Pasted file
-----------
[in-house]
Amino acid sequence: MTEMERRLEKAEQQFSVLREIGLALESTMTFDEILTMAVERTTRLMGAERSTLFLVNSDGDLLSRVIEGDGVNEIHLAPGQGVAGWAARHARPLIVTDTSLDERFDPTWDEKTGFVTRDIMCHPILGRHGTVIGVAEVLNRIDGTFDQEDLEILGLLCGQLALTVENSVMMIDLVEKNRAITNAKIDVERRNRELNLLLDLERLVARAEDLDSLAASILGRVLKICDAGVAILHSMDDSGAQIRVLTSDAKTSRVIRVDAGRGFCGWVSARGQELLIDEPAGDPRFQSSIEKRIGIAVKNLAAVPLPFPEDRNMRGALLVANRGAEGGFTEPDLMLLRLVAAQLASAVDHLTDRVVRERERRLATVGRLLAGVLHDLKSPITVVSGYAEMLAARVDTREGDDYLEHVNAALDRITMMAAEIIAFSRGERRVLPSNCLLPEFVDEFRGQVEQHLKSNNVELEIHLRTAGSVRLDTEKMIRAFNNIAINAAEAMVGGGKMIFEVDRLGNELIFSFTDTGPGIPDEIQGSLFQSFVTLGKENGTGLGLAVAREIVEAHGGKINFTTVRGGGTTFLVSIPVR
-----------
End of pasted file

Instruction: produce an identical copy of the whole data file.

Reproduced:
[in-house]
Amino acid sequence: MTEMERRLEKAEQQFSVLREIGLALESTMTFDEILTMAVERTTRLMGAERSTLFLVNSDGDLLSRVIEGDGVNEIHLAPGQGVAGWAARHARPLIVTDTSLDERFDPTWDEKTGFVTRDIMCHPILGRHGTVIGVAEVLNRIDGTFDQEDLEILGLLCGQLALTVENSVMMIDLVEKNRAITNAKIDVERRNRELNLLLDLERLVARAEDLDSLAASILGRVLKICDAGVAILHSMDDSGAQIRVLTSDAKTSRVIRVDAGRGFCGWVSARGQELLIDEPAGDPRFQSSIEKRIGIAVKNLAAVPLPFPEDRNMRGALLVANRGAEGGFTEPDLMLLRLVAAQLASAVDHLTDRVVRERERRLATVGRLLAGVLHDLKSPITVVSGYAEMLAARVDTREGDDYLEHVNAALDRITMMAAEIIAFSRGERRVLPSNCLLPEFVDEFRGQVEQHLKSNNVELEIHLRTAGSVRLDTEKMIRAFNNIAINAAEAMVGGGKMIFEVDRLGNELIFSFTDTGPGIPDEIQGSLFQSFVTLGKENGTGLGLAVAREIVEAHGGKINFTTVRGGGTTFLVSIPVR